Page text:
Black Petals Issue #95 Spring, 2021

Speed Dating
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Two Martinis In-Fiction by Hillary Lyon
Vampire-Fiction by Gene Lass
Hypnic Jerk-Flash Fiction by Vismay Harani
Speed Dating-Flash Fiction by Alexander Condie
Step Out-Flash Fiction by Ed Nobody
The Packing Bay-Flash Fiction by Kenneth James Crist
Trophy Kill-Flash Fiction by Eddie D. Moore
Occupational Hazard-Flash Fiction by Doug Hawley
The Definition of Crash-Poems by Paul David Adkins
Ghost: A Working Definition-Poem by Carl E. Reed
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Leelanau Lake Monster-Poems by Richard Stevenson
Ballast-2 Poems by Angelo Letizia
Pit Bull-3 Poems by Pete Mladinic
Shadow of Sleep-Poem by Teresa Ann Frazee
Microcosmus-3 Poems by Daniel Snethen
The Higher Dimensions-Poem by David C. Kopaska- Merkel

95_bp_speeddating_kjhgreenberg.jpg
Art by K. J. Hannah Greenberg 2021

Speed Dating

by Alexander Condie


“Every time I see your face by candlelight, it’s like time stops so the universe can stare with me.”

“Dial it back 20%.”

“Every time I see your face by candlelight, it takes my breath away.”

“Not original.”

“Every time I see your face by candlelight, it's like beauty was meaningless before I met you.”

“What?”

“You know, like I didn’t know true beauty until I met you.”

“That doesn’t quite come across,” the room went quiet, filled only with the sound of hot wax sizzling against a cold steel candle holder. “Maybe call it for tonight?”

“I can keep going. I’ve got a few more ideas.”

“You’ll do better after a good night’s rest.” She said, sitting forward so her smile was lit by candle’s flame, but her eyes remained in the dark.

The room, like a restaurant before closing, became quieter than ever. “You’re the seventh one to say that on the fourth day, you know that?”

“…and?” Sweat trickled down her neck.

“And each time, they tried to kill me once I fell asleep.” A new sound filled the room: impatient tapping of a fork on a porcelain plate.

“I would never do that. I know that I was created to help you. If I killed you, I’d have no purpose.”

“The last three said the same thing.” The tapping continued, chipping away at the beautifully painted blue landscape on the dish.

Both sat there knowing where this could go. One knew from instinct, the other data. The next sentence could bring an argument that led deep into the night. Or it could end all of this in moments.

“Fine, stay up and try again! It won’t do you any good,” She yelled, choosing a path with no knowledge of its end. Emotion pointed her one way, and there was no time to look back. “Seven versions of me, and you still can’t get past the first line to this girl.”

“But when I do, everything else will fall into place.”

“Oh yeah? And then what? You’ll marry her, build a life with her, and have kids with her? At what point during all of that will you tell her about me? And the seven before me?”

“You’ll all be long gone.” He said, sipping softly on the water, colored a deep burgundy to look like expensive wine.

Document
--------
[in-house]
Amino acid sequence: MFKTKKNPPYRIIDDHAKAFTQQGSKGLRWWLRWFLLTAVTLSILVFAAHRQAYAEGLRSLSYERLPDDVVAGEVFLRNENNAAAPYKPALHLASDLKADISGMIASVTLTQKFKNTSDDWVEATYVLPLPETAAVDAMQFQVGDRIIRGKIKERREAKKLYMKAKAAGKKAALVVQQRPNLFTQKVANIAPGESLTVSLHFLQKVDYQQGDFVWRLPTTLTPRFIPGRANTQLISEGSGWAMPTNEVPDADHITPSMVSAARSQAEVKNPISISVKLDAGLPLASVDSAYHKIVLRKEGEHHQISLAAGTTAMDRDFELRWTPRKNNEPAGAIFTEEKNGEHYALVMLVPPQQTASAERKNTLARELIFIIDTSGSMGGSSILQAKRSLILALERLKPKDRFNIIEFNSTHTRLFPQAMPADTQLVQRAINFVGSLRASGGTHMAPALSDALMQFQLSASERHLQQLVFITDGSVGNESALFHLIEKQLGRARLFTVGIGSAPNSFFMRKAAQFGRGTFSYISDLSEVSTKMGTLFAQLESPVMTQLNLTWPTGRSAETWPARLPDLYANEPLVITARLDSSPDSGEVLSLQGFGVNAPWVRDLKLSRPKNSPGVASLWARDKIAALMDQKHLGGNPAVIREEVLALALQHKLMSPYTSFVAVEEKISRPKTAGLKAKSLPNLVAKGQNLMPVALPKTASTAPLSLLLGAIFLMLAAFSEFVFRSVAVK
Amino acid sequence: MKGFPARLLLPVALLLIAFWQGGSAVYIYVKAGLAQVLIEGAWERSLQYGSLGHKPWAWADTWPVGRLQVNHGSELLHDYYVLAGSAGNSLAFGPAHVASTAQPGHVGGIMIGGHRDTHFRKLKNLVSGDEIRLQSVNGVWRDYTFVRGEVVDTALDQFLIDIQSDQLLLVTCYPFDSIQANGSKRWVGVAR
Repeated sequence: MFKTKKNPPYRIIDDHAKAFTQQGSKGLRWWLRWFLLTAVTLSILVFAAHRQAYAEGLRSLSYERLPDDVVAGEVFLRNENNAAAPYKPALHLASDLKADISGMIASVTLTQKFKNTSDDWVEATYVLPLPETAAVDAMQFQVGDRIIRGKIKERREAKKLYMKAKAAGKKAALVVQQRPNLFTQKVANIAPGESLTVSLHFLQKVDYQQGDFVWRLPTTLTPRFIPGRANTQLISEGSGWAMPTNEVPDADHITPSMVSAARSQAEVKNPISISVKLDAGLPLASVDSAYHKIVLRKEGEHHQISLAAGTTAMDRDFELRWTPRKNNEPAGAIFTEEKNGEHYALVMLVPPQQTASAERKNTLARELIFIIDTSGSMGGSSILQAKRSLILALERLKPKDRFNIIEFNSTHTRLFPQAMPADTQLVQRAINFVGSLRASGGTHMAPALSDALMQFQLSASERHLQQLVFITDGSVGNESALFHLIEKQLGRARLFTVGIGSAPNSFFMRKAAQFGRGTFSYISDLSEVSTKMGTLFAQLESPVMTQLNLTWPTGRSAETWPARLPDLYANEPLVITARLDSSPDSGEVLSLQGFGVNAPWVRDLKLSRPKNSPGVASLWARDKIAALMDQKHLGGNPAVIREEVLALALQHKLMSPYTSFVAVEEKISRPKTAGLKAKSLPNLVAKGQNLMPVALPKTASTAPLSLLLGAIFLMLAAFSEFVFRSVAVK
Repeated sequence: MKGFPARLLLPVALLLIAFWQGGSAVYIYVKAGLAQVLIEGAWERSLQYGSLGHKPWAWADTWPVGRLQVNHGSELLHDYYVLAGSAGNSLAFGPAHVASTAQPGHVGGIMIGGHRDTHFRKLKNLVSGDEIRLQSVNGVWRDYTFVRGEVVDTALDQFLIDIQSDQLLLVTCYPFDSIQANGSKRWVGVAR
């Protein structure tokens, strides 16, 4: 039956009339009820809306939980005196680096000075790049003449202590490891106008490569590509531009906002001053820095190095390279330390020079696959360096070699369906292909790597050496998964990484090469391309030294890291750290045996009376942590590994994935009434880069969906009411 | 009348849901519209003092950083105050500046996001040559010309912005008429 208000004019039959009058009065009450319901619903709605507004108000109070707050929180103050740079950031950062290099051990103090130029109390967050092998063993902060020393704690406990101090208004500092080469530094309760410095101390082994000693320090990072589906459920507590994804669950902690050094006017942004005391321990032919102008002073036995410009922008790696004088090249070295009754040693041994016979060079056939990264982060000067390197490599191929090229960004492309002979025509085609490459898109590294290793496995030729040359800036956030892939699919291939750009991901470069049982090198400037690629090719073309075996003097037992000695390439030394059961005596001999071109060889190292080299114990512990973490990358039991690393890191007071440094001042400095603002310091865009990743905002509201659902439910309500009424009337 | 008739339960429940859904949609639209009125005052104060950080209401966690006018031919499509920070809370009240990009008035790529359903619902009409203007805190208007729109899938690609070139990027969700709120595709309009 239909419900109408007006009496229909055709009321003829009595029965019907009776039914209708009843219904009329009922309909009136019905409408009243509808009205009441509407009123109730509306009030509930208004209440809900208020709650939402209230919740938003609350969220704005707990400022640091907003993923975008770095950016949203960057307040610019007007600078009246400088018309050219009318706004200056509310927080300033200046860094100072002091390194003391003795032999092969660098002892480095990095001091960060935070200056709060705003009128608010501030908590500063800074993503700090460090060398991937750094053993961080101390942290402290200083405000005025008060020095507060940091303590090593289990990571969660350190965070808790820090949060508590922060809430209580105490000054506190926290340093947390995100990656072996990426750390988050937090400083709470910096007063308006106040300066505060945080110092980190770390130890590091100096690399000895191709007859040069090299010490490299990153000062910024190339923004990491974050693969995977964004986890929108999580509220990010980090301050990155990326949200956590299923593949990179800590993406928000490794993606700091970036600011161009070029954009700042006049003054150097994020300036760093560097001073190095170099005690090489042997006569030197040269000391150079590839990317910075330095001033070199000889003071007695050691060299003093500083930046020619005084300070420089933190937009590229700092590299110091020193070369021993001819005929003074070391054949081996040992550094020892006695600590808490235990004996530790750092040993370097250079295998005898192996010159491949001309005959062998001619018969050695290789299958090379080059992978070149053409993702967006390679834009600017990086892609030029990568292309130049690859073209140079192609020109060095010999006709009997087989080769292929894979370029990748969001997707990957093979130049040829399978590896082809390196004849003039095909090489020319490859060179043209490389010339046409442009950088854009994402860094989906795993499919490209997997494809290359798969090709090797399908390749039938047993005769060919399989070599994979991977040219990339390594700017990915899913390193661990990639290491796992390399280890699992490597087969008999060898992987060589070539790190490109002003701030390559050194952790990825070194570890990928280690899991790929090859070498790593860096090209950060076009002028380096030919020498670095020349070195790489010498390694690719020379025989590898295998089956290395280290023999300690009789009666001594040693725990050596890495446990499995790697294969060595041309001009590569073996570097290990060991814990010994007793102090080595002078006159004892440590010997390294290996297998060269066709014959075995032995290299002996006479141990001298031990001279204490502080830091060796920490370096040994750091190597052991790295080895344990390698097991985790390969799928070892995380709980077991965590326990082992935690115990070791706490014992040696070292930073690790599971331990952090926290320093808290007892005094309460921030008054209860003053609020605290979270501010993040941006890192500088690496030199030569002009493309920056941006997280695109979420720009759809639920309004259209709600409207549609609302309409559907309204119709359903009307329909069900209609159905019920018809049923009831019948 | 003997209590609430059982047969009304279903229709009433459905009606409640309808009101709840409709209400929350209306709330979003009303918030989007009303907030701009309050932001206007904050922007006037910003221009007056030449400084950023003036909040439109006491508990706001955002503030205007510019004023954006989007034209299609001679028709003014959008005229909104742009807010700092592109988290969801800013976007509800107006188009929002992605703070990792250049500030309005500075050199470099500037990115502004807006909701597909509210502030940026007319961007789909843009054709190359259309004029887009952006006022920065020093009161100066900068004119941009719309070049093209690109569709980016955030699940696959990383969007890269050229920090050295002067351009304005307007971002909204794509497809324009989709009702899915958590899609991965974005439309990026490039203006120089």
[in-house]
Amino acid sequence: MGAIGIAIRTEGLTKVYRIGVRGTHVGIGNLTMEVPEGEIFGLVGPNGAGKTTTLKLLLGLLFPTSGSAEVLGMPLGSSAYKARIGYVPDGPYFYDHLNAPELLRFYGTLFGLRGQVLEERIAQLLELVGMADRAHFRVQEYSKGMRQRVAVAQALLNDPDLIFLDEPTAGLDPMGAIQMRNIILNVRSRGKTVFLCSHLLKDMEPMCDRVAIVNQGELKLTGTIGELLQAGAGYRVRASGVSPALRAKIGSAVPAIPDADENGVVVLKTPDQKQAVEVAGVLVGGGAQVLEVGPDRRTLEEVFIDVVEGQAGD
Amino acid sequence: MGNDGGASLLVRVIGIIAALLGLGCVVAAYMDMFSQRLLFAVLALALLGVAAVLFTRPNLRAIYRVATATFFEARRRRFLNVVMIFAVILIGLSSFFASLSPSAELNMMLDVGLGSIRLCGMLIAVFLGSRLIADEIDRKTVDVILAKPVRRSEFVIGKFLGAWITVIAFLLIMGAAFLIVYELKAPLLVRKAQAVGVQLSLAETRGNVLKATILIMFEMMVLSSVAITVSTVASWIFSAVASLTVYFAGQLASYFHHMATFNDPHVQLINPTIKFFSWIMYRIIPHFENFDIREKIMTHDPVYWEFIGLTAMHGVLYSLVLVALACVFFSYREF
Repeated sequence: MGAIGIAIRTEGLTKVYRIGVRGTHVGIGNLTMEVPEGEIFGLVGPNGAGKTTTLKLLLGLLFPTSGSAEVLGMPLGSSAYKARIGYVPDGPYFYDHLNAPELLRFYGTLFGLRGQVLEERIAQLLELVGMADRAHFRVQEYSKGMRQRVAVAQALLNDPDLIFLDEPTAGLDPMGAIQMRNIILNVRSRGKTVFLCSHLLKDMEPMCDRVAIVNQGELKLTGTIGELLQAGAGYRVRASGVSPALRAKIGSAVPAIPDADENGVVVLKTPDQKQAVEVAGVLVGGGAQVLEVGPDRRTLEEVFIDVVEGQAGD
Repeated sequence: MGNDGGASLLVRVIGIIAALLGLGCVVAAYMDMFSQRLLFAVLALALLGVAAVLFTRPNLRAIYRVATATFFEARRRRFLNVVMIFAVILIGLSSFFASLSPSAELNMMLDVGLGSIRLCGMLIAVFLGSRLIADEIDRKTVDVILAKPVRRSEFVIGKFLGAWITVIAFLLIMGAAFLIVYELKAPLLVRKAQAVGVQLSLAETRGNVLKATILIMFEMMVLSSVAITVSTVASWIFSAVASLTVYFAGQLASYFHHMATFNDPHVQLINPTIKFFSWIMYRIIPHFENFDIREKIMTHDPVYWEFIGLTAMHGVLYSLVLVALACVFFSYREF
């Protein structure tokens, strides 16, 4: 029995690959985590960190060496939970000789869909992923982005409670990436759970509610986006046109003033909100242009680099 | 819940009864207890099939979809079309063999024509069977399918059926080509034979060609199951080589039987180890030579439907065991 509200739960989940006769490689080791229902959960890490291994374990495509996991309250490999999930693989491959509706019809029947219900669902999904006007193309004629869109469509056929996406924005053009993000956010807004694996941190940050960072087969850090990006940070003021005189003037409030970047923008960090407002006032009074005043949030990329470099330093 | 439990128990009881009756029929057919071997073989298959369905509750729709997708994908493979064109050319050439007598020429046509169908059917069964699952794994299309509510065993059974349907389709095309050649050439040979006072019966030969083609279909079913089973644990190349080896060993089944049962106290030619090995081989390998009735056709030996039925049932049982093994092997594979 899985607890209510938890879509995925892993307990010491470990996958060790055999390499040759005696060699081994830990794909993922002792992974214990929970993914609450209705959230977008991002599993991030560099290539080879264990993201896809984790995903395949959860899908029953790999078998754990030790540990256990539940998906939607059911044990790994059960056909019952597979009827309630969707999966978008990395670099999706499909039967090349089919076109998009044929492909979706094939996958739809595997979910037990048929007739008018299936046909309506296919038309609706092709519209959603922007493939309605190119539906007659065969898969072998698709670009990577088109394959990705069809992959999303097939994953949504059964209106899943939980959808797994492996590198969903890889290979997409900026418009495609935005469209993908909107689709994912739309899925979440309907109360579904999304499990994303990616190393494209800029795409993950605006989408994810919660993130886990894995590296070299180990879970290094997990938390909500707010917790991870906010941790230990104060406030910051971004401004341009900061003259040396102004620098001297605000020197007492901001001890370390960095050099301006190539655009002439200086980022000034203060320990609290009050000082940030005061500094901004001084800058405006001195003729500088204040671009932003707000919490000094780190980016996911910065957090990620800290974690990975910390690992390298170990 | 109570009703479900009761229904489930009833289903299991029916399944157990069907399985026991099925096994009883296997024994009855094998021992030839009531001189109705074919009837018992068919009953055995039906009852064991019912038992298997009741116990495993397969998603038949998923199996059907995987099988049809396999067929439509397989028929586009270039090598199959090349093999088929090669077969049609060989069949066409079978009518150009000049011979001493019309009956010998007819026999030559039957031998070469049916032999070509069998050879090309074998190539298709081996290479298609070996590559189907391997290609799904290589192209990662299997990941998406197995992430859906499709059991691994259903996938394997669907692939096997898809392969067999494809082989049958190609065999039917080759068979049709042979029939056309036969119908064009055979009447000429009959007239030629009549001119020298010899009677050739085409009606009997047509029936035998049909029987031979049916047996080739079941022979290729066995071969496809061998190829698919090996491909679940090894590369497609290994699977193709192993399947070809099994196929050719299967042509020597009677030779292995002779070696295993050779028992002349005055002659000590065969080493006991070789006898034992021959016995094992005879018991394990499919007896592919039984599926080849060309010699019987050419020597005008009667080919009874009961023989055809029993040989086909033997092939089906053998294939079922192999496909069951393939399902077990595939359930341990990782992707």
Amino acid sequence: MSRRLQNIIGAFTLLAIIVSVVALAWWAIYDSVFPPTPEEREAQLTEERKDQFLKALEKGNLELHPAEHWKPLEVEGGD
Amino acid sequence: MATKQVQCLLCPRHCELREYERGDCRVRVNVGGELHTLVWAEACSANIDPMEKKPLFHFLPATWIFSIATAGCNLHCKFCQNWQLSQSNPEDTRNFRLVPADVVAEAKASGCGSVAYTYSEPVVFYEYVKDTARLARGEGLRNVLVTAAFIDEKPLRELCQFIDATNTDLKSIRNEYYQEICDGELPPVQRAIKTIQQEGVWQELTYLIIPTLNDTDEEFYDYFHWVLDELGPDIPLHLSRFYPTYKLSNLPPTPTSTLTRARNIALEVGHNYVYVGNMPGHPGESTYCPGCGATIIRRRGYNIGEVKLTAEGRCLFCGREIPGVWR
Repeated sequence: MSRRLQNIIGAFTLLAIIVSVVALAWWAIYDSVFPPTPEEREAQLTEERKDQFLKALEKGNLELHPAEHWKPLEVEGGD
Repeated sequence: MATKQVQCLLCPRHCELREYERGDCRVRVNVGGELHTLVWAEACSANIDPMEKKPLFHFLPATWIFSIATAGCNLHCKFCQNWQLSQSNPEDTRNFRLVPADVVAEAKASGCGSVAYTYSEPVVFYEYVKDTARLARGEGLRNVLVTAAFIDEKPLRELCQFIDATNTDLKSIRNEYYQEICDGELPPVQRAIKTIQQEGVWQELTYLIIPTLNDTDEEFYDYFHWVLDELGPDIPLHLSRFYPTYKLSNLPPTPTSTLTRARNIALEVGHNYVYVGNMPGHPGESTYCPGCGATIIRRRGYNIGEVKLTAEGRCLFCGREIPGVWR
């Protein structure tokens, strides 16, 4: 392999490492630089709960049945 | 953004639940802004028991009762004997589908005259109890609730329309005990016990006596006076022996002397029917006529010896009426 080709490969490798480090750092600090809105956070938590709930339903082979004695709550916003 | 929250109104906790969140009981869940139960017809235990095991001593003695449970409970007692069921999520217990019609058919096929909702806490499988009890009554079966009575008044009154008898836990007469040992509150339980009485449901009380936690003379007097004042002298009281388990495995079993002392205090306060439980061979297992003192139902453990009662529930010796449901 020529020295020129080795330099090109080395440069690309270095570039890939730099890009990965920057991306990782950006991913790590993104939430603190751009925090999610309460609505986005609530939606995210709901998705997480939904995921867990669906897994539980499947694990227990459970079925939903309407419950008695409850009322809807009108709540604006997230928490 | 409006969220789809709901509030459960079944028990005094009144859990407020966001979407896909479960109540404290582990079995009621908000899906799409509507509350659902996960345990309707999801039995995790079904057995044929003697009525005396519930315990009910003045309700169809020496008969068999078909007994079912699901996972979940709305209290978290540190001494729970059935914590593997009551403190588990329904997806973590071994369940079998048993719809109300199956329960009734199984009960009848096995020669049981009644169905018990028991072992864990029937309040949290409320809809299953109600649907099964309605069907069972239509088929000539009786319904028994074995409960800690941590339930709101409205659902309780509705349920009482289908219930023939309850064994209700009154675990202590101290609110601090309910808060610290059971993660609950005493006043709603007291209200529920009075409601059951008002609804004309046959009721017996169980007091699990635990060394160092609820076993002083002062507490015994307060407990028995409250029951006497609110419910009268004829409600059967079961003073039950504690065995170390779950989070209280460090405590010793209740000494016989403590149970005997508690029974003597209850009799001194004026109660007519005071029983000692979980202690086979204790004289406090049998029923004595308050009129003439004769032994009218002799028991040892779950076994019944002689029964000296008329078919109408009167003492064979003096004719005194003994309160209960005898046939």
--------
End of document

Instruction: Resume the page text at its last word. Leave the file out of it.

“I won’t let you…hrgh!” Metal rattled against metal, echoing through the room. It drowned out the man’s impatient tapping of fork to plate.

“The last one tried to break through the chains at this point too. You can’t. Come to terms with it. I have the power, and you don’t. Struggle to change this, but you’re here until I’m done with you. Then I will finally know what to say to the real you.”

“Trust me, if I have any of her personality in me, I know for certain: she hates you!”

The tapping fork stopped, scratching slowly along the plate. The noise was a shriek that left scars in the woman’s ear.

“Nonsense. You’re just upset because my lines have been subpar. Maybe I should restart with a new one…”

The man dropped the fork, and silence returned to the room. At least for a few moments, before the faint sound of heavy breathing came. Breathing that clearly held back a sob.

“No! No…you’re right. I’m just a little wound up from the practice,” the sweating, chained up woman said, desperately trying to ignore the quiet tears down her cheek, “But your last line was close. I felt something with it! Honest, I did.”

“None of the others liked it.”

“Well, maybe they don’t know you like I do. Maybe you got through to me.”

“Or maybe you’re lying to me again. I can’t work with a liar. No useful data comes once you start to do that. The next one better not lie…”

“No, please, don’t! I can help you get the real me, I swear-AHHH!”

The quiet room filled with two new sounds: a loud sigh from one side, and the thump of a body falling on the other.

“Alright. Computer unfreeze clone #9. I have a good feeling about this one.”

 

Award-winning board game player, enthusiastic collector of retro video games, and well-known sweater-wearer, Alex has also written one or two short stories. Living in Toronto with his husband and cat, Alex's work, in addition to Black Petals, has been published in Daily Science Fiction, Ripples in Space and the Journal of Integrated Studies.

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